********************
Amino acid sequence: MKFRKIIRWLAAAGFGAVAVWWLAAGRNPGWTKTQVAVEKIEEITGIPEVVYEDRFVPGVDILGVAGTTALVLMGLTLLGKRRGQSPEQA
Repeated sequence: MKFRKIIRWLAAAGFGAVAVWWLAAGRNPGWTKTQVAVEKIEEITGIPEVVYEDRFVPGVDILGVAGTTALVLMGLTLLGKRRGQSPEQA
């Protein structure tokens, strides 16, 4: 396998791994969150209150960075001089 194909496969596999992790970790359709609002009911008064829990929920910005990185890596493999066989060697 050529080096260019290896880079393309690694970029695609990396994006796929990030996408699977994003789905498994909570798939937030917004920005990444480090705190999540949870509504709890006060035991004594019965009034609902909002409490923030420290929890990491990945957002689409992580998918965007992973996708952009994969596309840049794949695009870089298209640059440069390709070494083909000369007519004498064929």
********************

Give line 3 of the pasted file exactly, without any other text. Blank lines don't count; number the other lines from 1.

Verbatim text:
């Protein structure tokens, strides 16, 4: 396998791994969150209150960075001089 194909496969596999992790970790359709609002009911008064829990929920910005990185890596493999066989060697 050529080096260019290896880079393309690694970029695609990396994006796929990030996408699977994003789905498994909570798939937030917004920005990444480090705190999540949870509504709890006060035991004594019965009034609902909002409490923030420290929890990491990945957002689409992580998918965007992973996708952009994969596309840049794949695009870089298209640059440069390709070494083909000369007519004498064929």